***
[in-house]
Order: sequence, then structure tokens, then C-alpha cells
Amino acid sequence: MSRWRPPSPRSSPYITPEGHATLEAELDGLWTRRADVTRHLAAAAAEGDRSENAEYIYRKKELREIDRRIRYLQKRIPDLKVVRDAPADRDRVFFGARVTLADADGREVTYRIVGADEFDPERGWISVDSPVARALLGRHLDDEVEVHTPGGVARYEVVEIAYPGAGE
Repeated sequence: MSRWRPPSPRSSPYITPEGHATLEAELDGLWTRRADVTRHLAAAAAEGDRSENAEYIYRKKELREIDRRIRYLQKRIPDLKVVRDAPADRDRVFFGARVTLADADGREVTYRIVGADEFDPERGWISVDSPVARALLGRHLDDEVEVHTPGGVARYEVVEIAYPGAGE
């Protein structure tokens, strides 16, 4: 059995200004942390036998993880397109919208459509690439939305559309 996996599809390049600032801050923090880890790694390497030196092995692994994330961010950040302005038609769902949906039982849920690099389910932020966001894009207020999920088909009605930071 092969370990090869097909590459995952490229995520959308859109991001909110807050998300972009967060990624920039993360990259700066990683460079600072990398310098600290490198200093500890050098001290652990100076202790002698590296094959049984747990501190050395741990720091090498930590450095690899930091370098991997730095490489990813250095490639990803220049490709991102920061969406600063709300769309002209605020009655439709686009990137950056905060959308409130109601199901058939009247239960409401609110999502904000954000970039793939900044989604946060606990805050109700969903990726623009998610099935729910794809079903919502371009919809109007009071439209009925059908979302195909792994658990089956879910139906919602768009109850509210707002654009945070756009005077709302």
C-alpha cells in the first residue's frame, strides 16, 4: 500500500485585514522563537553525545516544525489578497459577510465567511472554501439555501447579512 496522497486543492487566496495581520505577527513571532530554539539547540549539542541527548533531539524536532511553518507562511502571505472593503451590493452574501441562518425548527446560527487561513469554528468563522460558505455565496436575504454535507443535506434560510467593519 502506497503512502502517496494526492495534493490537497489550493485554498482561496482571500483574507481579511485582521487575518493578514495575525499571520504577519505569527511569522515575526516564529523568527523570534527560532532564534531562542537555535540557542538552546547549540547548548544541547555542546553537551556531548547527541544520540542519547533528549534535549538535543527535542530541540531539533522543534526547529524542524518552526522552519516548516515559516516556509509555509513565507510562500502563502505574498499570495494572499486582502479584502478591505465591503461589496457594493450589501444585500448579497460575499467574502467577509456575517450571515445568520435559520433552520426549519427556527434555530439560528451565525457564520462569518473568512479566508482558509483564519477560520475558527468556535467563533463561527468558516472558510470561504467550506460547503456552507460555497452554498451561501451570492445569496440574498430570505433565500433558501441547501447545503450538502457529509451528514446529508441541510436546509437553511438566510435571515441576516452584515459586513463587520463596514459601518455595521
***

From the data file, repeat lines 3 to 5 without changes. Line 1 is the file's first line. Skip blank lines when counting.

Amino acid sequence: MSRWRPPSPRSSPYITPEGHATLEAELDGLWTRRADVTRHLAAAAAEGDRSENAEYIYRKKELREIDRRIRYLQKRIPDLKVVRDAPADRDRVFFGARVTLADADGREVTYRIVGADEFDPERGWISVDSPVARALLGRHLDDEVEVHTPGGVARYEVVEIAYPGAGE
Repeated sequence: MSRWRPPSPRSSPYITPEGHATLEAELDGLWTRRADVTRHLAAAAAEGDRSENAEYIYRKKELREIDRRIRYLQKRIPDLKVVRDAPADRDRVFFGARVTLADADGREVTYRIVGADEFDPERGWISVDSPVARALLGRHLDDEVEVHTPGGVARYEVVEIAYPGAGE
């Protein structure tokens, strides 16, 4: 059995200004942390036998993880397109919208459509690439939305559309 996996599809390049600032801050923090880890790694390497030196092995692994994330961010950040302005038609769902949906039982849920690099389910932020966001894009207020999920088909009605930071 092969370990090869097909590459995952490229995520959308859109991001909110807050998300972009967060990624920039993360990259700066990683460079600072990398310098600290490198200093500890050098001290652990100076202790002698590296094959049984747990501190050395741990720091090498930590450095690899930091370098991997730095490489990813250095490639990803220049490709991102920061969406600063709300769309002209605020009655439709686009990137950056905060959308409130109601199901058939009247239960409401609110999502904000954000970039793939900044989604946060606990805050109700969903990726623009998610099935729910794809079903919502371009919809109007009071439209009925059908979302195909792994658990089956879910139906919602768009109850509210707002654009945070756009005077709302």